In the bottom row you can see a series of “spikes” to the lunar angular velocity. If you count from one ‘peak’ of the envelope line connecting the tops to the next, it’s about 13 ‘spikes’ of the lunar angular velocity spikes between major peaks and the following major peak and about 10 ‘spikes’ between that first bottom drop and the next peak. Then notice that “now” is 10 peaks from the last bottom and 13 from the last top…

Also notice that 5.2k years ago was just about at the fall from the top of one of those peaks. (It has a 2kyr interval, so some ‘visual interpolation’ needed…) You will also notice that the immediately prior to ‘now’ peak is on top of the Roman Warm Period about 2000 years ago. That was when Romans were building villas with open airy form in places where you need a heater today. Romans knew how to build central heat, but didn’t. It was warm then.

What about the prior cycle? Closer to that 5.2 kyr, but just before ‘the event’?

Proposed dates for Mid-Holocene Warm Period straddle 6 kya, but range from 5 to 7 kya.

Mid-Holocene Warm Period – About 6,000 Years Ago
Paleoclimatologists have long suspected that the “middle Holocene” or a period roughly from 7,000 to 5,000 years ago, was warmer than the present day. Terms like the Alti-thermal or Hypsi-thermal or Climatic Optimum have all been used to refer to this warm period that marked the middle of the current interglacial period.
The paleoclimatic data for the mid-Holocene shows these expected changes, however, there is no evidence to show that the average annual mid-Holocene temperature was warmer than today’s temperatures. We also now know from both data and “astronomical” (or “Milankovitch”) theory that the period of above modern summer temperatures did not occur at the same time around the northern hemisphere, or in the southern hemisphere at all.

In summary, the mid-Holocene, roughly 6,000 years ago, was generally warmer than today, but only in summer and only in the northern hemisphere. More over, we clearly know the cause of this natural warming, and know without doubt that this proven “astronomical” climate forcing mechanism cannot be responsible for the warming over the last 100 years.
For larger viewing version of the graph, please click here or on graph. Graph courtesy of Kerwin et al., 1999, complete scientific reference located here.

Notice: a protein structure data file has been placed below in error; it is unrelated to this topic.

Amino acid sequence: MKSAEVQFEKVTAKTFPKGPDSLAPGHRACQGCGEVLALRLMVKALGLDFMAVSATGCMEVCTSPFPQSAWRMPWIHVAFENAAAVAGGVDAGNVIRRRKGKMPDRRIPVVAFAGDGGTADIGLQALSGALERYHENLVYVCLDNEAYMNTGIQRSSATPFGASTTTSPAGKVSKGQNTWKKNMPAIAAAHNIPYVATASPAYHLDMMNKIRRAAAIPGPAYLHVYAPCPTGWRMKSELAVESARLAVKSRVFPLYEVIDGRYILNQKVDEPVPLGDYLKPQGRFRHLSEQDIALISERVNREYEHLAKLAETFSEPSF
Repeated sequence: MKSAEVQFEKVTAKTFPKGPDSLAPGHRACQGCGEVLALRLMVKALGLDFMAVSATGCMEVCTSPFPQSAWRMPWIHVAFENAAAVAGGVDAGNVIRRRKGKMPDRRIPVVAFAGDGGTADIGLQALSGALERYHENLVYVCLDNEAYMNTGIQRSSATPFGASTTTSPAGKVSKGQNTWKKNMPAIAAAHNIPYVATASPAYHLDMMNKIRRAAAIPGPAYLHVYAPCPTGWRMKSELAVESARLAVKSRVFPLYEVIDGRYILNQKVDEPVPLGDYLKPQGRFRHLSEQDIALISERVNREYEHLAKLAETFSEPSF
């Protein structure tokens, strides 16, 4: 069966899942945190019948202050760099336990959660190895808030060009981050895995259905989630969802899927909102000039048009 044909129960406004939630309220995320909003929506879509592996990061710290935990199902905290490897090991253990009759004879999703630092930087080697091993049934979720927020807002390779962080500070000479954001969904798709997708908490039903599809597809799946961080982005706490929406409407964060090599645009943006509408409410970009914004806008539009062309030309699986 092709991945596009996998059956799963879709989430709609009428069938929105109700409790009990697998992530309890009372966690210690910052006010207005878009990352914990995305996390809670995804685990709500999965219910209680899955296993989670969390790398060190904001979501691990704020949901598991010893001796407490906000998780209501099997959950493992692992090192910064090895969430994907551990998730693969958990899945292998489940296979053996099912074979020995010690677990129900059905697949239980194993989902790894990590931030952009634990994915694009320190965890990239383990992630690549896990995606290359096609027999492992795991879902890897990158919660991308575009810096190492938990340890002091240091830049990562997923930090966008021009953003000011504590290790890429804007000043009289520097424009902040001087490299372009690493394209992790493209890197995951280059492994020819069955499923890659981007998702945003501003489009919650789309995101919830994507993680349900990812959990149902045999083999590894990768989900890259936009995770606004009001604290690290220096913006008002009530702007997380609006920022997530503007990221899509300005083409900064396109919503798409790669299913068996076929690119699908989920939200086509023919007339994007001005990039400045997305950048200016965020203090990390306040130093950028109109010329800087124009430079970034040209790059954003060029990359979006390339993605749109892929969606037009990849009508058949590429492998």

Don’t you just love how CERTAIN they are that the same thing that made it warmer then, could not possibly be the reason now?

OK, why mention it? Look again at the peaks at the bottom of the prior graph. One is at about 5800 – 5900 years ago. Just about where that Holocene Warm Period lands. Hmmmm….

That leaves that peak at about 3900 ya or 1900 BC to sort out.


says that just before that time, the Egyptians were having a great time, building pyramids and living the good life, but the Sumerians while they had it good then, later on had a bit of drought:

2650 BC Sumerian epic of Gilgamesh describes vast tracts of cedar forests in what is now southern Iraq. Gilgamesh defies the gods and cuts down the forest, and in return the gods say they will curse Sumer with fire (or possibly drought). By 2100 BC, soil erosion and salt buildup have devastated agriculture. One Sumerian wrote that the “earth turned white.” Civilization moved north to Babylonia and Assyria. Again, deforestation becomes a factor in the rise and subsequent fall of these civilizations.

Some of the first laws protecting the remaining forests decreed in Ur.

c. 2630 BC 1815 BC Construction of the Egyptian pyramids

then it turns from drought to floods:

2200 BC Beginning of a severe centennial-scale drought in northern Africa, southwestern Asia and midcontinental North America, which very likely caused the collapse of the Old Kingdom in Egypt as well as the Akkadian Empire in Mesopotamia. This coincides with the transition from the Subboreal period to the subatlantic period.
21st century BC construction of the Ziggurat of Ur